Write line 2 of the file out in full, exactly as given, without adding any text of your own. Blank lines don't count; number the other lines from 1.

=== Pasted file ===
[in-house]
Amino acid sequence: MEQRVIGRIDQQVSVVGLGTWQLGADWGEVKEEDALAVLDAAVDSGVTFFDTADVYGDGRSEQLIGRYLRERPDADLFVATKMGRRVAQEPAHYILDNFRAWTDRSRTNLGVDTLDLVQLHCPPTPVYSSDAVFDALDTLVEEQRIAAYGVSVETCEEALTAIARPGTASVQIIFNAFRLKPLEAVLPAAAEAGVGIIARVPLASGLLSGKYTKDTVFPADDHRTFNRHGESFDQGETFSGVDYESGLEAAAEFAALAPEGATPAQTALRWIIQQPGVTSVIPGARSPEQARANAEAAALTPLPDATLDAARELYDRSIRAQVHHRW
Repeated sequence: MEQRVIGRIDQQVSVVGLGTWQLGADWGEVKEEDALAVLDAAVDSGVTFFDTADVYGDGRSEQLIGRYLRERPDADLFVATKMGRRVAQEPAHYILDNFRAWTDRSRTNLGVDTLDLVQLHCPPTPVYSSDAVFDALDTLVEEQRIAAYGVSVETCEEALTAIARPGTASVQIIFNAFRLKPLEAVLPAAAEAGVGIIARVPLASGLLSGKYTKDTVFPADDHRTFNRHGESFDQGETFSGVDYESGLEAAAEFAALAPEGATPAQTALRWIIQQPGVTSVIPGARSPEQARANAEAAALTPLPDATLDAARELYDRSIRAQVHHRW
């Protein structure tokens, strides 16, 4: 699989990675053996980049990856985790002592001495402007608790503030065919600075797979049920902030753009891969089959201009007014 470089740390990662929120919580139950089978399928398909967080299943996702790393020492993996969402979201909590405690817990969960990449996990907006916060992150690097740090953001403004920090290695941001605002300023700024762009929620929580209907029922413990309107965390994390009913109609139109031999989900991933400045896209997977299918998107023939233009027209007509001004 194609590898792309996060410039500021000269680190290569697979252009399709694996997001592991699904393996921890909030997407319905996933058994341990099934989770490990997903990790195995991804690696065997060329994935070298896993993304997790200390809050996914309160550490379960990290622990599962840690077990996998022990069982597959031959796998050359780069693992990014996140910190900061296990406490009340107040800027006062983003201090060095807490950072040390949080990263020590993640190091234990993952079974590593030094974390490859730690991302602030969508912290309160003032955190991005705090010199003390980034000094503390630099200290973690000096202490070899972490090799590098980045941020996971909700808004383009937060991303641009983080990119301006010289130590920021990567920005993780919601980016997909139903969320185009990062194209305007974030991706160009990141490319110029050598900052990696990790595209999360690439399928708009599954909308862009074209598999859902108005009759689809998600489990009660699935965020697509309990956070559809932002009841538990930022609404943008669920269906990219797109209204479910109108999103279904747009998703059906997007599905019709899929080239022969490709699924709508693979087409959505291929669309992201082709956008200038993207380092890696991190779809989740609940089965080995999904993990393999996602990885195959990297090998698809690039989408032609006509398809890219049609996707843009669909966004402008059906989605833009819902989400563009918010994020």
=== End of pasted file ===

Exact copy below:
Amino acid sequence: MEQRVIGRIDQQVSVVGLGTWQLGADWGEVKEEDALAVLDAAVDSGVTFFDTADVYGDGRSEQLIGRYLRERPDADLFVATKMGRRVAQEPAHYILDNFRAWTDRSRTNLGVDTLDLVQLHCPPTPVYSSDAVFDALDTLVEEQRIAAYGVSVETCEEALTAIARPGTASVQIIFNAFRLKPLEAVLPAAAEAGVGIIARVPLASGLLSGKYTKDTVFPADDHRTFNRHGESFDQGETFSGVDYESGLEAAAEFAALAPEGATPAQTALRWIIQQPGVTSVIPGARSPEQARANAEAAALTPLPDATLDAARELYDRSIRAQVHHRW